customer lifetime value
top customers by lifetime contribution or profit
Learn these small data details and you’ll know plenty about the buying habits of your VIP online customers and how to make them happy.
Products Nobody told you that inventory management and control across channels was going to be such a massive headache. Taking steps to reduce chaos around your products will no doubt put you in a better mood, but learning some essential bits of small data, like exactly what products make you the most money or cost you the least to fulfill, can actually affect the profitability of your business as a whole.
Anyone selling anything online should know:
The gross profit of each item and which ones are the winners
When you need to reorder inventory
The cumulative contribution a particular item provides
These metrics will go a long way to increasing profits and running a more efficient e-commerce business, thus sending your mood into another stratosphere.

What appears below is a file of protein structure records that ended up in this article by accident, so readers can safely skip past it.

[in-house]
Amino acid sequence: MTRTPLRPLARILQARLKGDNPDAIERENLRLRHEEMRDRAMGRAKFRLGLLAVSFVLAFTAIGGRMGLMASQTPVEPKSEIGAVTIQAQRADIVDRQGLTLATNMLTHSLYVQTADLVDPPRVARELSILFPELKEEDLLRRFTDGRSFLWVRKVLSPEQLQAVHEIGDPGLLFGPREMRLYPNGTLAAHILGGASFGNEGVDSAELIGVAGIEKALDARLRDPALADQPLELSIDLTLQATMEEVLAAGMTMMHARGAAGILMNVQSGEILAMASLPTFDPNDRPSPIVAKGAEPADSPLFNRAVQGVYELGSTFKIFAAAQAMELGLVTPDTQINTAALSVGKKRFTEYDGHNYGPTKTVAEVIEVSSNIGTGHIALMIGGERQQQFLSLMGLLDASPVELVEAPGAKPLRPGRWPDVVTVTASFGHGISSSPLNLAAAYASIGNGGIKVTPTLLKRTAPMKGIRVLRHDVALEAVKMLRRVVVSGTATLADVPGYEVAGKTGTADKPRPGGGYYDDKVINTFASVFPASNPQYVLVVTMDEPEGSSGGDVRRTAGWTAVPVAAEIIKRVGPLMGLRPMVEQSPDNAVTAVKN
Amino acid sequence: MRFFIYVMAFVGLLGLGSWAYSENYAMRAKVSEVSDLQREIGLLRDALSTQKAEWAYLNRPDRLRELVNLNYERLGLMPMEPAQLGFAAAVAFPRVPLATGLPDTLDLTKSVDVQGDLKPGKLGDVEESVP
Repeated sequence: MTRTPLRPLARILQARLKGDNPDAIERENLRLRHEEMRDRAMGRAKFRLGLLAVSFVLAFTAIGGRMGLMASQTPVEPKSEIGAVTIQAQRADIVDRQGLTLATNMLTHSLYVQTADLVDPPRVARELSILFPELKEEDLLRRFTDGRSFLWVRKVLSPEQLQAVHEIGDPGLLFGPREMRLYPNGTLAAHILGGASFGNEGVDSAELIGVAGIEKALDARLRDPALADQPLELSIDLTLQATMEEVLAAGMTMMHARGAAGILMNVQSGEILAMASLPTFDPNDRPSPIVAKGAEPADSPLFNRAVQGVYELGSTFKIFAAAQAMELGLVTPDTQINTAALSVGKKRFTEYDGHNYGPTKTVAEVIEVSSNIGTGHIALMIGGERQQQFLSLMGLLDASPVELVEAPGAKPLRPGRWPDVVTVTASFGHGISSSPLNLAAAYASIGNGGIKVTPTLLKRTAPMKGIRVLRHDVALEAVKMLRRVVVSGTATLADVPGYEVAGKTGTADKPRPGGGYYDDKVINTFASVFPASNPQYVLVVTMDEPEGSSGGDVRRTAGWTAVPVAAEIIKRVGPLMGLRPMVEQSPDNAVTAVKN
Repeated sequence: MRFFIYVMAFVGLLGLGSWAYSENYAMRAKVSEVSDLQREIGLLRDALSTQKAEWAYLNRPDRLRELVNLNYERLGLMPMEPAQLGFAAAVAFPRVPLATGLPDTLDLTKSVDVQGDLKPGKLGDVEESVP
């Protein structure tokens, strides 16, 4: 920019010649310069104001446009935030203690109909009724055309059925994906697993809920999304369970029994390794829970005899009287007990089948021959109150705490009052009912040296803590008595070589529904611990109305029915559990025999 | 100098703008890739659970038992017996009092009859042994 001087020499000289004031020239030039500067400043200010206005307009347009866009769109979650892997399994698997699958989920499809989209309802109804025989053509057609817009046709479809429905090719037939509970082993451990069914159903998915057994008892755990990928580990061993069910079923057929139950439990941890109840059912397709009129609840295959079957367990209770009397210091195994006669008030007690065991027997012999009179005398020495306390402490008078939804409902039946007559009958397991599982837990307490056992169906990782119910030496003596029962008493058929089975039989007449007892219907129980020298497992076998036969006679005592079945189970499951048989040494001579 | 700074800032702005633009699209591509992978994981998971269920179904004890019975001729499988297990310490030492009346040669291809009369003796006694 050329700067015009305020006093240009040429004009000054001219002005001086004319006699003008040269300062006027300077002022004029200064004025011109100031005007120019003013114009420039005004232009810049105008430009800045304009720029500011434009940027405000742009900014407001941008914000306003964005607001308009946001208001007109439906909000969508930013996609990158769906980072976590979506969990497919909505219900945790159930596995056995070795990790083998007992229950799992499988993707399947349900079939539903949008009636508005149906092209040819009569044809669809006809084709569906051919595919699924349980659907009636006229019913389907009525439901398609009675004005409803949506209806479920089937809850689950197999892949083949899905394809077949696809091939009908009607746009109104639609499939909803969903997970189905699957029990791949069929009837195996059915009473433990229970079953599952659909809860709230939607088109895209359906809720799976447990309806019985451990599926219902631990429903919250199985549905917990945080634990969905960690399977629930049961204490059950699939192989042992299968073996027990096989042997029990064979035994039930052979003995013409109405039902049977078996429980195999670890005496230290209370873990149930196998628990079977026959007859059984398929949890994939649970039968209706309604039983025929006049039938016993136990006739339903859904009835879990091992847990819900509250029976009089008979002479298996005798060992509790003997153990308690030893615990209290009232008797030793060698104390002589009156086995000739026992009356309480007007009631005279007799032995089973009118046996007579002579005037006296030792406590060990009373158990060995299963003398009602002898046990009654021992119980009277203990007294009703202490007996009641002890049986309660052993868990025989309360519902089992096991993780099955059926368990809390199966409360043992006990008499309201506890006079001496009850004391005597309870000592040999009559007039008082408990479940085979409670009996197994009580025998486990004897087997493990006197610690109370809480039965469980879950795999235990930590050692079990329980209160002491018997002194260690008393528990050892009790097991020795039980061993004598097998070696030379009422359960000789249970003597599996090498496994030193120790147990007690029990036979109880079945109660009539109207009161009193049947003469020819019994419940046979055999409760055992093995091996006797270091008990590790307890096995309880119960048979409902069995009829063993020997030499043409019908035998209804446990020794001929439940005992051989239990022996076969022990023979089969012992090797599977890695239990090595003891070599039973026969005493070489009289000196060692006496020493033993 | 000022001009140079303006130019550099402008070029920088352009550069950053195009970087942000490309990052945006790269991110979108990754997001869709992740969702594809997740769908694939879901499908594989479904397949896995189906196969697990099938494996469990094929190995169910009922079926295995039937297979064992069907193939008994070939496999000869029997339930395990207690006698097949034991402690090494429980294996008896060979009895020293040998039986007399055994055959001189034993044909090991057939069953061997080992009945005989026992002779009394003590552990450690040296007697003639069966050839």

Take comfort in the fact that 97% of U.S. businesses are looking to achieve a complete view of their customer, and likely every other aspect of their business, but know that it’s just a matter of time before the competition figures it out. Seize the strategic opportunities offered by small data and win the sale.
@Shahji, this is great!! Thank you to you, @DustinT and your team for always providing awesome information to users.
From what I've learned, one of the biggest challenges preventing small businesses from leveraging data (big or small) is accessibility. This comes in two parts: (1) what tool to use and how to use it and (2) an easy way to discern the data to make smart decisions. Without understanding, and especially amidst the internet of things where it's information overload, new technology adopters may feel quickly overwhelmed.